The very popular 1911 pistol is a hundred-plus year-old design made by Colt Arms for the United States Army. The Beretta 92 pistol is the civilian variant of the Beretta M9, which is the current standard issue firearm in the United States Armed Forces, supplanting the 1911 about thirty years ago. The military is currently looking for a new firearm to replace the M9.
Smith and Wesson (S&W) has designed several firearms with military and police focus. After the infamous 1986 Miami FBI shootout, the FBI partnered S&W to develop the .40 S&W round and pistols to support it. The round was largely adopted by Federal, State, and local police agencies all across the country, and it is also a popular round for concealed carry (the 9mm is the most popular round). Though S&W developed the round and the first firearms to support it, the Glock 22 is the pistol more likely to be deployed in police service.
And with rifles, most of what exists today is derived from military development.
The need within the military to “reach out and touch” the enemy from a long distance led to developments that are highly beneficial to civilian hunters and target enthusiasts for similar, peaceful reasons. Developments in body styles for rifles to improve platform stability, thereby increasing shooter accuracy and endurance, that provide for the “military style” bodies that give us the M4 and other military rifles developed in Europe gave us the body style we see in the AR-15. The body style became popular in part because of its association with the military, but also because the body style is effective as a shooting platform.
And it’s a body style for which you can also thank the Russians, since they developed it first, though it’s been improved upon immensely. The AR-15’s popularity is more in its modularity than its look.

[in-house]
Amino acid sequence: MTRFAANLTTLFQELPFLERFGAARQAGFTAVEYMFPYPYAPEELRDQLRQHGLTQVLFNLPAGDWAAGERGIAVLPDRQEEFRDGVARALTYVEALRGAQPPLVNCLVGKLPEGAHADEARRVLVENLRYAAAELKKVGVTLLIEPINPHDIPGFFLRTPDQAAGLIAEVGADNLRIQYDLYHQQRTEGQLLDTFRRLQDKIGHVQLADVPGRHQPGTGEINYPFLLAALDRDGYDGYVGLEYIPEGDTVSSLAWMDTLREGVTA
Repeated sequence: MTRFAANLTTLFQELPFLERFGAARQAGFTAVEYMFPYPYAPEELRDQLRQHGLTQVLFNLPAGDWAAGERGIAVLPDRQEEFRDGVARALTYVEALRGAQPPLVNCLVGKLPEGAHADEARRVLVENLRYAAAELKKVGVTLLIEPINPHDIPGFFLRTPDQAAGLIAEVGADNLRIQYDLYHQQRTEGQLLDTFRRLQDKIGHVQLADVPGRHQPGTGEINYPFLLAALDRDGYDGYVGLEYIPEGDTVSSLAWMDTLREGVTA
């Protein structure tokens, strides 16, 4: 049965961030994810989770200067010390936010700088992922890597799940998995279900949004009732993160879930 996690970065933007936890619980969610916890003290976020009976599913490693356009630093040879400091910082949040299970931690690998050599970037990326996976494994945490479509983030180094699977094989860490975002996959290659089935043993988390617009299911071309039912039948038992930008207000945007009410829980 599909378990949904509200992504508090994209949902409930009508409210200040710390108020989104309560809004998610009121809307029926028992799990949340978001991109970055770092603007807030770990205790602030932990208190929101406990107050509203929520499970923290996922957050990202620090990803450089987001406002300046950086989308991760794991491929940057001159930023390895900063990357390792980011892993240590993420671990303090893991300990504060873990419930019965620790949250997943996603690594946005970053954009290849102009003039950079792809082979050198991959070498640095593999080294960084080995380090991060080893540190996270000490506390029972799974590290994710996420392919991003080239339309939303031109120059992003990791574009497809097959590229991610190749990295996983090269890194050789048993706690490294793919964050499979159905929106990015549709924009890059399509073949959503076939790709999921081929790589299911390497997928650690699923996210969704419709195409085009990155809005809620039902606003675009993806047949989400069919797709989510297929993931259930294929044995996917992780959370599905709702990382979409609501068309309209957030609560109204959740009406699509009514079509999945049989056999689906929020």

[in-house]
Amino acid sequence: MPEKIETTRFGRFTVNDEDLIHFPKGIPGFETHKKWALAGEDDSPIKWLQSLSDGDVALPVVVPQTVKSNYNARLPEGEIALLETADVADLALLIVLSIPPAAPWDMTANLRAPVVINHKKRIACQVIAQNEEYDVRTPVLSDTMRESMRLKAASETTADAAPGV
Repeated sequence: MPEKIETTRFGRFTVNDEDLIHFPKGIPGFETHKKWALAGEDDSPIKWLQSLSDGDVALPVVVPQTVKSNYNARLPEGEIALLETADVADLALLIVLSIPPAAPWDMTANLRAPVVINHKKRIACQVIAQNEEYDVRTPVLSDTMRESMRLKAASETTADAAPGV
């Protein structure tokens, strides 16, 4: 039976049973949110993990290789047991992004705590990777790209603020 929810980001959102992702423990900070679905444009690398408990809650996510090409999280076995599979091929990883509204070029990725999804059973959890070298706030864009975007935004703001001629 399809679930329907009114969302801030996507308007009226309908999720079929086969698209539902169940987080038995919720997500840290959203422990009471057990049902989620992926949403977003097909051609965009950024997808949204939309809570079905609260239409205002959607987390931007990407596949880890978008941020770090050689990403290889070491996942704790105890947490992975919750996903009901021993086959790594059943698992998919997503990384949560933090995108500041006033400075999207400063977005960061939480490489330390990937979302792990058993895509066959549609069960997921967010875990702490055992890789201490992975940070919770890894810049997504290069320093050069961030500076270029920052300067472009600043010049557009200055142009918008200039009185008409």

But again, I have to wonder if the aim of their lawsuit is to remove from civilian circulation any firearm that has a military link. I mentioned the Glock earlier, but no one tried to sue Glock after Jared Lee Loughner employed the Glock 19 in his rampage that left six dead, including 9 year-old Christina Taylor Green, in an attempt to assassinate Gabrielle Giffords. Indeed Christina’s parents have just as much incentive to sue Glock as the Barden’s in their lawsuit against Remington and the Phillips’ in their lawsuit against Lucky Gunner.
Yet the Greens haven’t sued Glock. None of the other victims or families have sued Glock either. Or the retailer that sold Loughner the Glock. Rather curious. After all, as mentioned previously, the Glock was developed with a “military” purpose.
Indeed the idea to sue a manufacturer or seller for the illegal use of a legal product seems to be a very new development. And since it has the potential to sink firearms manufacture in the United States with fear of litigation, anti-gun liberals have taken it to heart as part of their political platforms. If they can’t ban firearms, then go after the firearms and ammunition manufacturers and sellers via fear of litigation. And as the Courts have provided one hell of a roadblock with DC v. Heller and McDonald v. Chicago, they need to find a way to sink the firearms industry without being so blatant.
So in the end, Bernie Sanders was actually correct. The aim of the lawsuit, based on the Barden’s own words, is to basically end civilian firearms manufacture in the United States by sticking on them the fear of litigation:
Remington and the other defendants’ choices allowed an elementary school to be transformed into a battlefield. Our case seeks nothing more than fair accountability for those choices.
No actually it doesn’t. The lawsuit is based entirely on emotion, not reason. The words chosen in the response letter show this.
And I’ll pose the question: Would you have sued an auto manufacturer if your son’s life had been taken via a car accident involving a high-performance vehicle?